With that said, we now know what competitive programming is. Why would you wanna do competitive programming? Well, as you can probably imagine, you'll probably become a better programmer thanks to this process and you're testing yourself against other (in many cases) elite developers. It can be something that will really put your back to the wall and really they'll help your skills and you'll get better at problem-solving, because you really need to think on your feet and come up with solutions really quickly.

Here's another big one: often, the problems that you need to solve are used as interview questions at large companies like Google, etc. So the more that you understand and are able to compete with these or complete these competitive programming challenges, that's going to help you for technical interviews because you've actually been through these processes, through these questions that are often asked or similar questions at interviews. That's a good way to brush up on those skills if you wanna do that.

So what are the prerequisite skills that you need to have to get into competitive programming? Well, in general, you need to have a really good knowledge of your chosen programming language. This isn't something generally that I recommend for beginners because of the nature of what you're doing here. You're needing to come up with a solution fast, so it means that you should really have a good understanding of programming languages. Also, I would suggest you also need good understanding of data structures because you'll be using those in your solution and probably algorithms as well.

With that said, we've talked about who it's not aimed for so let's now talk about who it's aimed for. I've talked about beginners, whom are probably not suitable. Beginners in general are not gonna be suitable because they haven't really got those core skills that are needed. You really need to have some experience with programming so it's really aimed more at the people who know something about it. They've got a good level of programming skills and are looking to take their results to the next level. They're really wanting to go through this as an exercise so that they can answer technical questions at interviews down the trek and also to become better programmers because the more coding you do in general, the better you get at programming.

One really big advantage of competitive programming is it can be really worthwhile if you like working under pressure. You often get that in your career as a programmer. You may need to think under pressure, you'll need to come up with a solution quickly and that can be a good thing because this is what this is all about. It's all about the clock is ticking all the time and you need to come up with a solution really fast and that can be exhilarating if you're the type of person who works well under pressure. Obviously contrasting that, if you're not that type of person, you don't like pressure, you might find competitive programming is not quite fair for that purpose.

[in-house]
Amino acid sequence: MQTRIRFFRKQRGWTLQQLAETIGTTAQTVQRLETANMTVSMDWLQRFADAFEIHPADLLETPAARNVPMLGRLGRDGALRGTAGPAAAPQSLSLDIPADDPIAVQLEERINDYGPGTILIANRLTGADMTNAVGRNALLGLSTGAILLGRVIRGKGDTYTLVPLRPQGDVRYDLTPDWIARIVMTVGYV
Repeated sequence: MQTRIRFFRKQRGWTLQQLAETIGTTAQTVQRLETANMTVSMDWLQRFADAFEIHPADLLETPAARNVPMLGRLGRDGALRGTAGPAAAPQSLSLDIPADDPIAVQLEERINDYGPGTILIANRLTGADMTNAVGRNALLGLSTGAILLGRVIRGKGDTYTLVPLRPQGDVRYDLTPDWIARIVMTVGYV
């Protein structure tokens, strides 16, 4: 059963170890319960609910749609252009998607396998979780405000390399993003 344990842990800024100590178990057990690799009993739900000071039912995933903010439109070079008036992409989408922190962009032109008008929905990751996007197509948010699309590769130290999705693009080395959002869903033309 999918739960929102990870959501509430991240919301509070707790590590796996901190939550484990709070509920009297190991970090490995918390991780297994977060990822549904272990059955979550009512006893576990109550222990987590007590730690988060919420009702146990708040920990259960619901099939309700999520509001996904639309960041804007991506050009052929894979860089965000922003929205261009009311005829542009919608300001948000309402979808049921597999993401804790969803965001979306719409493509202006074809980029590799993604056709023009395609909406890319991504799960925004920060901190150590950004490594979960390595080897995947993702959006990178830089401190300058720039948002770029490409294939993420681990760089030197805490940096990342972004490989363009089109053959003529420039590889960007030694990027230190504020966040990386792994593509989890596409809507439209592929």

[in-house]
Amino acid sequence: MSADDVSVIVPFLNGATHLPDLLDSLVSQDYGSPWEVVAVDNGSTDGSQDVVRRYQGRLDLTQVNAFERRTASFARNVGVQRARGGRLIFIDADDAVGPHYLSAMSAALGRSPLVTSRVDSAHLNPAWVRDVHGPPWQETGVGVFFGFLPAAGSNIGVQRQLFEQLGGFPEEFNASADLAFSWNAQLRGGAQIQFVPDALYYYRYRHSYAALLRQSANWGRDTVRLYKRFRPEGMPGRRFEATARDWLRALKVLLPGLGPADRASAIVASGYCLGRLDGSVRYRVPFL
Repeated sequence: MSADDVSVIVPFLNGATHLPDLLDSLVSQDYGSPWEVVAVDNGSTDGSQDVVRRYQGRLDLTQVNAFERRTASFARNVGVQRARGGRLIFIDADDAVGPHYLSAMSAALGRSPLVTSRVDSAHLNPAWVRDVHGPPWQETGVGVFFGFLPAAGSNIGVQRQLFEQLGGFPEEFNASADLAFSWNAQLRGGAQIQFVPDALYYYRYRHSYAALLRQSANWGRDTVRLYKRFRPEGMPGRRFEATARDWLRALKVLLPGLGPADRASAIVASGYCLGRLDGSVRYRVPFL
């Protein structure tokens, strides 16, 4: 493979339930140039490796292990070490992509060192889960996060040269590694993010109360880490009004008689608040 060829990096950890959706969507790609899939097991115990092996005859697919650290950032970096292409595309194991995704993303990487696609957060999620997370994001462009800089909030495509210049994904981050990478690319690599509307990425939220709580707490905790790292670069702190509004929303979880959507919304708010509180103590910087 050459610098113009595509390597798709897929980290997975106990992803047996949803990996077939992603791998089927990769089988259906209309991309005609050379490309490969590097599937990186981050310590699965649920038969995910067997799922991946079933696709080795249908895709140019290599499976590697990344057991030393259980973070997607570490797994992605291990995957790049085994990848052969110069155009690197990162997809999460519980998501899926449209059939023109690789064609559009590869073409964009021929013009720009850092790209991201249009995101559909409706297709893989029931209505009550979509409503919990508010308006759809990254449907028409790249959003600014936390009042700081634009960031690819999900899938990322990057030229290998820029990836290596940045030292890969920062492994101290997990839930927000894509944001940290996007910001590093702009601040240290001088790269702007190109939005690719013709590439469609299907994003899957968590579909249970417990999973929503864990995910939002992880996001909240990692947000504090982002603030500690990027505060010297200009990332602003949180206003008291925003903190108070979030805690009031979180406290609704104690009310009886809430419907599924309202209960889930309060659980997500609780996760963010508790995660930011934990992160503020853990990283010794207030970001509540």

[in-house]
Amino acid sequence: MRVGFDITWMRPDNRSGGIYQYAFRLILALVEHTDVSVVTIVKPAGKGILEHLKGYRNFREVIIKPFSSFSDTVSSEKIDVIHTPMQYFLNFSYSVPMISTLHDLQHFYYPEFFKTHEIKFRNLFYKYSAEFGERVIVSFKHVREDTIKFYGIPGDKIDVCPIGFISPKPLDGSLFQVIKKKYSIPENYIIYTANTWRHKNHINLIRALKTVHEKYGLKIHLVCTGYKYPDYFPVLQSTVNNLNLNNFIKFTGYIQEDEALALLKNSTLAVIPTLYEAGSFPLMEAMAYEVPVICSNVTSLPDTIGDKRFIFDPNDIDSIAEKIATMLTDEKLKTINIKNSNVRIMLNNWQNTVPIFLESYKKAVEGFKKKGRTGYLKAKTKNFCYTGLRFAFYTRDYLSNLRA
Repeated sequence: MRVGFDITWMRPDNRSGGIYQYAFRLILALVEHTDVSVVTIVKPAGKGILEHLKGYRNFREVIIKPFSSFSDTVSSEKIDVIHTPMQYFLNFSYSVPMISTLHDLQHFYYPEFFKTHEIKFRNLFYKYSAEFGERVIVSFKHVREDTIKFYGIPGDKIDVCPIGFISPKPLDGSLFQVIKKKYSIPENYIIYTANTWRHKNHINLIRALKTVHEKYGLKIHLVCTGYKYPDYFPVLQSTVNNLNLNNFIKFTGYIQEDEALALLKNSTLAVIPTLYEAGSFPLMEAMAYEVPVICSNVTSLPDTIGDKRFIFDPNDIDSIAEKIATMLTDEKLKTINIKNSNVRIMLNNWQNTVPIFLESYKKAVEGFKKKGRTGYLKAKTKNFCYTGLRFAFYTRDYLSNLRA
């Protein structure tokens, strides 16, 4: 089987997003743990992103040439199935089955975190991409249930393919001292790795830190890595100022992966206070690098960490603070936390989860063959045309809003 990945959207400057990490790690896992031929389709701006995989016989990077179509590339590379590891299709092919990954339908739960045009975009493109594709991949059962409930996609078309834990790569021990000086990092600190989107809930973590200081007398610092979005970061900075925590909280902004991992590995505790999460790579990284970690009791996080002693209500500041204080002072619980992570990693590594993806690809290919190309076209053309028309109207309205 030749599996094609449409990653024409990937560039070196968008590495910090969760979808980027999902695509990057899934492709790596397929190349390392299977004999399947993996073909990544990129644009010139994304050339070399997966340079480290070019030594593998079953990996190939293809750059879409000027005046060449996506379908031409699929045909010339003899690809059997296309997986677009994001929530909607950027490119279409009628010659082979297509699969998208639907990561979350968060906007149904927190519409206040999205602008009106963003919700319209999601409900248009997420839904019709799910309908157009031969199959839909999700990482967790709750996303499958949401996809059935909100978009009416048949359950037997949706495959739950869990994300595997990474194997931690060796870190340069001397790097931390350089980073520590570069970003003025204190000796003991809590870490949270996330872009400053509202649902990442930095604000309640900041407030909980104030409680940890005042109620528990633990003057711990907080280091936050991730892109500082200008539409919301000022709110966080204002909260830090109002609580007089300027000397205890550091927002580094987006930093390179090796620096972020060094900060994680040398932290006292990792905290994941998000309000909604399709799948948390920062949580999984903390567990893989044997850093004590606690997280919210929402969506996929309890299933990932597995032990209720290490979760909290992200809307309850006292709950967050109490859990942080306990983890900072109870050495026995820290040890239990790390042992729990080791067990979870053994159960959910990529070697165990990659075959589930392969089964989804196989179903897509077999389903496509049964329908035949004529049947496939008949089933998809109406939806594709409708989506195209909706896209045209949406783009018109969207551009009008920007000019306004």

One bad thing though, about competitive programming, is that it can teach you bad skills, believe it or not. When you get a job, if you carry working like you've done now, like a competitive programmer, where you're trying to get something finished as quickly as possible, that can lead to rushing a solution and can lead to bad programming practices. Because in a job in the real world, it's not necessarily just about completing it in the fastest possible time. It's making sure that you're using best practices, your solution works, so it's been thoroughly tested, it works well with an existing code base and so on and so forth.

In fact, further to that, Google have actually come out and said that they've found interestingly enough, that people who excel and win at competitive programming, that can be seen as a negative factor when they actually go for a job. That's for that reason: that basically there's someone's rushing because they're so used to doing that as a competitive programmer. They may actually not be a great fit for a job until they realize they need to slow down and think a little bit more about the process before they actually get to start typing, in other words - thinking of architecting a solution instead of just rushing to finish it as quickly as possible.

There is no doubt you will get better if you go through competitive programming and that's purely the case because you're actually doing more programming and I would suggest - for that reason - it's maybe worth a look. The other thing to keep in mind is that it might even be worth just to try it knowing that you're not gonna try and get to be the best of the best, but just to enter a competition, try it out and just see how you go.

Try not to get too discouraged and just remember that these types of events, contests, and competitions for competitive programming, tend to draw out the elite so you really will be competing against the best of the best in many cases. If you're not getting the results you think you should be getting, just keep in mind that you are competing at that level. It's probably worth a shot but just don't get too discouraged, if you're not getting the results you want.

I see it as something that some people will probably love, particularly people who love to put themselves under pressure but it's certainly not for everyone. So for that reason, if you think you've got the skills, give it a whirl.

Amazing, you made it to the end of this post! Thank you for reading. If you've got any questions, feel free to leave a comment and I'll get back to you.